That said, we can strip out some of the effects of Coors — not all, since the altitude also affects pitch movement and selection — if we just look at exit velocity and launch angle data. And MLB uses those calculations, then adjusts for walks and strikeouts, to come up with their xwOBA calculation, so it rewards guys who legitimately are inducing weak contact. And here’s how these two compare over the last two years, since Chatwood has returned from TJ surgery.

Name wOBA xwOBA
Mike Leake 0.320 0.323
Tyler Chatwood 0.327 0.321

Unsurprisingly, the guy who pitches half his games in Coors Field has had worse results than his batted ball contact would suggest, but because he’s been a bit fortunate on getting balls in play turned into outs on the road, it’s not as dramatic a gap as one might expect. By both wOBA and xwOBA, Chatwood and Leake have been very similar the last few years.

But, teams aren’t paying for what players have done previously, and there are some more factors to adjust for when looking forward. For one, Leake is two years older, having just turned 30, while Chatowod turns 28 next week. Chatwood’s additiona velocity also gives him a higher floor to age from, as he can lose a few ticks and perhaps still be valuable, while Leake is closer to that line where a bit of velocity loss might turn him into a fringe starter.

Additionally, if Chatwood is healthy in October, he’s probably easier to deploy than Leake. Even if he doesn’t crack the Cubs playoff rotation, a guy who sits 95 and gets groundballs as a starter is the kind of arm a manager would have no problem trusting in high-leverage relief innings, so Chatwood could reasonably be expected to transition into something like the Kenta Maeda role if need be. Given the cost of relief pitching right now, having a guy could probably be an effective reliever if he doesn’t start in October gives the Cubs multiple chances to extract value from him in the postseason.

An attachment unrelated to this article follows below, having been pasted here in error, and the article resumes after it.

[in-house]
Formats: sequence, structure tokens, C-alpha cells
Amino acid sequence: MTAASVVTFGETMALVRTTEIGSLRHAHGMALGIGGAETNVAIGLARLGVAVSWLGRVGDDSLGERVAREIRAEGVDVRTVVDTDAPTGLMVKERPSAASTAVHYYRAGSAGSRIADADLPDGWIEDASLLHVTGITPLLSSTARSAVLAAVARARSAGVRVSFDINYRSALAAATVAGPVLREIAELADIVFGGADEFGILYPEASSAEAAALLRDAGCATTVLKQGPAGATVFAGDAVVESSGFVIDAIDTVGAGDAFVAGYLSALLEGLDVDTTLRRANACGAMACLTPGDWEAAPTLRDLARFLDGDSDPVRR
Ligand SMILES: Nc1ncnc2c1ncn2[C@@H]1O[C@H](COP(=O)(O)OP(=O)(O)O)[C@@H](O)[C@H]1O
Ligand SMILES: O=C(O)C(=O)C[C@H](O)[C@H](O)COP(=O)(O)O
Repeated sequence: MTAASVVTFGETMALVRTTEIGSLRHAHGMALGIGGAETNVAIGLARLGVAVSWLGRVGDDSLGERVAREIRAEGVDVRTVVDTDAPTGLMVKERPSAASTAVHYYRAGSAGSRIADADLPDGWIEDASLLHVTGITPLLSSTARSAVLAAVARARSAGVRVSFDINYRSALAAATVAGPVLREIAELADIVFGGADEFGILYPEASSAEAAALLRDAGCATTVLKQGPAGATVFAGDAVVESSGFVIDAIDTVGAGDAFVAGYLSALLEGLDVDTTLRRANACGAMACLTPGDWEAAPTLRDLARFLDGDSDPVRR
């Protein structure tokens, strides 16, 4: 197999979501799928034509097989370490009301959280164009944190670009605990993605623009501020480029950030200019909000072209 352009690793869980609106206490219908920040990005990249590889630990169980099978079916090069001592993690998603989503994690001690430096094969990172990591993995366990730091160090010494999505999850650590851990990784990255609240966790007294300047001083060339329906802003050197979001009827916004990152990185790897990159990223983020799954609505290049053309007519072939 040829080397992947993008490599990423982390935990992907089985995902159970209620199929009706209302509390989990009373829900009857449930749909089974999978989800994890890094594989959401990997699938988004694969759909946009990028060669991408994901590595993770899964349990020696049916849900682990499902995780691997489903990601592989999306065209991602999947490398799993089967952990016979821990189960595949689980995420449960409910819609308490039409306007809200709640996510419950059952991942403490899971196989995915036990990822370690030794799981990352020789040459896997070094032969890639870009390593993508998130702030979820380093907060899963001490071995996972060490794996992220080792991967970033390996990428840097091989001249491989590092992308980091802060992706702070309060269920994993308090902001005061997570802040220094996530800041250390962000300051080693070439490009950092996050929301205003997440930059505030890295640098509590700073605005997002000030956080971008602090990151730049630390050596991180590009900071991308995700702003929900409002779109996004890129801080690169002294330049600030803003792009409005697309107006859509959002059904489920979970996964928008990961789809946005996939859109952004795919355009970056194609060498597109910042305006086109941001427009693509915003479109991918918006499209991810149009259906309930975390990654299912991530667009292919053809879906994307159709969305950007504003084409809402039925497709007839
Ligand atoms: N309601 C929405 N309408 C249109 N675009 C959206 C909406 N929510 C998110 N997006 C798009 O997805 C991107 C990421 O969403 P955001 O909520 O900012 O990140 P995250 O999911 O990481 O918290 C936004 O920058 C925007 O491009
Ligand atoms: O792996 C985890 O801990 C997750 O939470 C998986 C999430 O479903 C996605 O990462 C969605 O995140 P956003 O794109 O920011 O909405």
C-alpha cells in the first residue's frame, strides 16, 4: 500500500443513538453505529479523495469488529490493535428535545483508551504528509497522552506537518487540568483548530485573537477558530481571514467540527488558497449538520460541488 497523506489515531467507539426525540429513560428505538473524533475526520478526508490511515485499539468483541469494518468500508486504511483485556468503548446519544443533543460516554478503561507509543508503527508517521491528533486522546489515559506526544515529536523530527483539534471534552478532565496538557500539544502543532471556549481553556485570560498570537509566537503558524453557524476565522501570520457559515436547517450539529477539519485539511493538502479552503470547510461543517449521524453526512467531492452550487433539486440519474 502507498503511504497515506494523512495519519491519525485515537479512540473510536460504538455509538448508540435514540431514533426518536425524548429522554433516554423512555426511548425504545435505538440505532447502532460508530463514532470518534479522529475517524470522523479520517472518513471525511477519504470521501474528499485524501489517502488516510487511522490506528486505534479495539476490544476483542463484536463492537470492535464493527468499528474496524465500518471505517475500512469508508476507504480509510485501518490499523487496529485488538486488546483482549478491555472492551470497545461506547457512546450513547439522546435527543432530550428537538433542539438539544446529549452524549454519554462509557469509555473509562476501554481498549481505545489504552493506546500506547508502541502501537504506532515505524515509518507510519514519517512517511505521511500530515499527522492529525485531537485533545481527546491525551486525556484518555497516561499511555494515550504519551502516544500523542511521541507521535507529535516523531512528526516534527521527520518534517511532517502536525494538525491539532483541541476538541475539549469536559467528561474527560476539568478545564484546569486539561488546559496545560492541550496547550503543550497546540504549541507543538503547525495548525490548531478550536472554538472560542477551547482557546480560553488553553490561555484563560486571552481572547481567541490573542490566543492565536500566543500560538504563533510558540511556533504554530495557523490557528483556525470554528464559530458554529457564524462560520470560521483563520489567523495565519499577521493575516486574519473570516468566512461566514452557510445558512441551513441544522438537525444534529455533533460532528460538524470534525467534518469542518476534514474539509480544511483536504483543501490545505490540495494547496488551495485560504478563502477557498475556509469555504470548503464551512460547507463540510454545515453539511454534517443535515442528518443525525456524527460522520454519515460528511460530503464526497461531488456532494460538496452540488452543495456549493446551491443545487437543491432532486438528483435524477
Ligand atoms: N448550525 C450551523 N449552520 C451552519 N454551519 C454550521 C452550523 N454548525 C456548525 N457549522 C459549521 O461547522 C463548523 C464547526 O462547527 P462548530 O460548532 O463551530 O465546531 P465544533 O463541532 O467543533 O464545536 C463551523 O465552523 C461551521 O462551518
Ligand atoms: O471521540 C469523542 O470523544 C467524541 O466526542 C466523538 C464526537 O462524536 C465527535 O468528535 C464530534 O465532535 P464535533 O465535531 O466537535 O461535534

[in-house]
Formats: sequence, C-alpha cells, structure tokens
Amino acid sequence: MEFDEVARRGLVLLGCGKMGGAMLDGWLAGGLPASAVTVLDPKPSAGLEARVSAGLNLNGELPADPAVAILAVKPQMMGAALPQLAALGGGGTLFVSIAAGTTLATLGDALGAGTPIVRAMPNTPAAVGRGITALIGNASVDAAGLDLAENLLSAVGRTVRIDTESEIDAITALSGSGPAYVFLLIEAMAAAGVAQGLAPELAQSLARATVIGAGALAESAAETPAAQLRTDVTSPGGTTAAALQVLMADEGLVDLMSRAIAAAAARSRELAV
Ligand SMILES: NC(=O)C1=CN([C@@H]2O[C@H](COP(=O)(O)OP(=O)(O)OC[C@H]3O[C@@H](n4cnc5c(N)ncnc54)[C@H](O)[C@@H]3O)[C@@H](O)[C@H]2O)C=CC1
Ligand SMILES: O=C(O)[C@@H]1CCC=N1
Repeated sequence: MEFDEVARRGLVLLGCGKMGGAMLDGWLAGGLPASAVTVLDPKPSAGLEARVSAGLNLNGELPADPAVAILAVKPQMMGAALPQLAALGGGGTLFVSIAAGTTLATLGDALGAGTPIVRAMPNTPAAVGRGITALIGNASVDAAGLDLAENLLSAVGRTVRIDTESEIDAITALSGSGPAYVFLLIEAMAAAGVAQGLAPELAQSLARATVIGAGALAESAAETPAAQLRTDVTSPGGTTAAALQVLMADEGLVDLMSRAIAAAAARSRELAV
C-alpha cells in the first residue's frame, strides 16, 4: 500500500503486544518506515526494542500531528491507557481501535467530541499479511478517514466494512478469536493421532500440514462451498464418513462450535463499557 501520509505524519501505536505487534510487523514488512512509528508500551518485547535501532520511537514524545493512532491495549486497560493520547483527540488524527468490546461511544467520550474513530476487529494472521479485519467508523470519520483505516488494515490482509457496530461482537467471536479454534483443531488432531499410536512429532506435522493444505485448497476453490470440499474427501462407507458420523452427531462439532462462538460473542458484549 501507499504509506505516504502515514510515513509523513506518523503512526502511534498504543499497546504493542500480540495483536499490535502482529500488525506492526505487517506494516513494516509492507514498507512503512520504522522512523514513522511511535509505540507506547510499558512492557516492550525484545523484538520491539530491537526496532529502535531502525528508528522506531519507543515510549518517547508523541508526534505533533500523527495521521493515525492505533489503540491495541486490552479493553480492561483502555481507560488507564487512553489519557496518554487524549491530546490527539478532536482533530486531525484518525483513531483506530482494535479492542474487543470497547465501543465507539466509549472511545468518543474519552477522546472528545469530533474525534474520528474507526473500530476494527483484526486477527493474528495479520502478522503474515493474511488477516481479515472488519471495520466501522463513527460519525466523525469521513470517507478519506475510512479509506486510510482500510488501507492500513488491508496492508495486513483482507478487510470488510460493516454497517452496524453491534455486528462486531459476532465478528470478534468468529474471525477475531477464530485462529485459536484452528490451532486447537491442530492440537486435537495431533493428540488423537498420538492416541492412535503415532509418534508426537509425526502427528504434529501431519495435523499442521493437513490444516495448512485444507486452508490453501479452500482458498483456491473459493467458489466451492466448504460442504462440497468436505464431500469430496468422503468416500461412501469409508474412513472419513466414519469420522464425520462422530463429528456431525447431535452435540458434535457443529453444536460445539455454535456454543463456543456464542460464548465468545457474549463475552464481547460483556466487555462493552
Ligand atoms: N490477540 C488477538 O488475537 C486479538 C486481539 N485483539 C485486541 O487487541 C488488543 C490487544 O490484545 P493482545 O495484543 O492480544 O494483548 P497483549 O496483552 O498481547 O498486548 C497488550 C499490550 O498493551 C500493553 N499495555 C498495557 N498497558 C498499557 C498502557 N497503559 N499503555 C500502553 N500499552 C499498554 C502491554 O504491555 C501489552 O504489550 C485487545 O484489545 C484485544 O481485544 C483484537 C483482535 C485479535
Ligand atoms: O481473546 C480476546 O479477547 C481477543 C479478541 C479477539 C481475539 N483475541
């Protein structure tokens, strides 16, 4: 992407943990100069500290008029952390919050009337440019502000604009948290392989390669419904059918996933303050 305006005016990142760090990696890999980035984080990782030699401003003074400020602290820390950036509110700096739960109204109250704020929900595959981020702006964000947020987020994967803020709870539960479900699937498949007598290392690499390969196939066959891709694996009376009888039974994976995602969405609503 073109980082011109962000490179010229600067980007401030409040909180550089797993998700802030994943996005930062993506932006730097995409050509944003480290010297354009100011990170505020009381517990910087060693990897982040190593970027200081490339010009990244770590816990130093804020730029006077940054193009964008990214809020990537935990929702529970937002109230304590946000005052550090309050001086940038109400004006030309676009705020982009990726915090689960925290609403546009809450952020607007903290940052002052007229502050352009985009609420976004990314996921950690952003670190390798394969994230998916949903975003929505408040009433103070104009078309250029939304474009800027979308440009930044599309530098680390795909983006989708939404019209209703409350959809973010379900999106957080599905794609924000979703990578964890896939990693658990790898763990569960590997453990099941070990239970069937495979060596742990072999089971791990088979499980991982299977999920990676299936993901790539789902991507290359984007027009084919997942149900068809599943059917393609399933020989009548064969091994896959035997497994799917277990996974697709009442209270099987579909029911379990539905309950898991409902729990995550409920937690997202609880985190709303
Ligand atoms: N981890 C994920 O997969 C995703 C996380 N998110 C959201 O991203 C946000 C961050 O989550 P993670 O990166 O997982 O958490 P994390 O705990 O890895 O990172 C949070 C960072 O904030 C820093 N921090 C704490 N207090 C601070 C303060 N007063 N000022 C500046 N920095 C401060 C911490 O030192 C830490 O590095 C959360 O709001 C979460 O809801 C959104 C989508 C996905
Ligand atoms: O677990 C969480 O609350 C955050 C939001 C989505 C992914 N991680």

With Leake, if he’s not your #4 postseason starter, he might not even make the roster. He doesn’t have the kind of stuff that one would expect to play way up in the postseason, and his throw-strikes mindset isn’t what teams are looking for in high leverage, must-prevent-runs scenarios. And with teams refusing to let their starters dig big holes in the postseason anymore, even the idea of an October long reliever is now somewhat outdated, so if Leake doesn’t crack your playoff rotation to make one start per series, he might not help you in the postseason.

Leake and Chatwood are very different pitchers with very different repertoires and very different medicals. In both cases, the market valued them at 3/$38M. So, let’s put this to a poll. For $38 million, would you rather have the safe strike thrower or the risky stuff guy who might benefit from leaving Coors Field?

Dave is the Managing Editor of FanGraphs.

Newest Most Voted
Inline Feedbacks
View all comments
6 years ago

I believe the headline needs a little tweak…

6 years ago
Reply to  Metsox

FYI typos below xwOBA chart:

“…while Chatowod turns 28 next week. Chatwood’s additiona velocity…”

Theo Epstein
6 years ago
Reply to  dtpollitt

His additiona gives his velocity more power and break.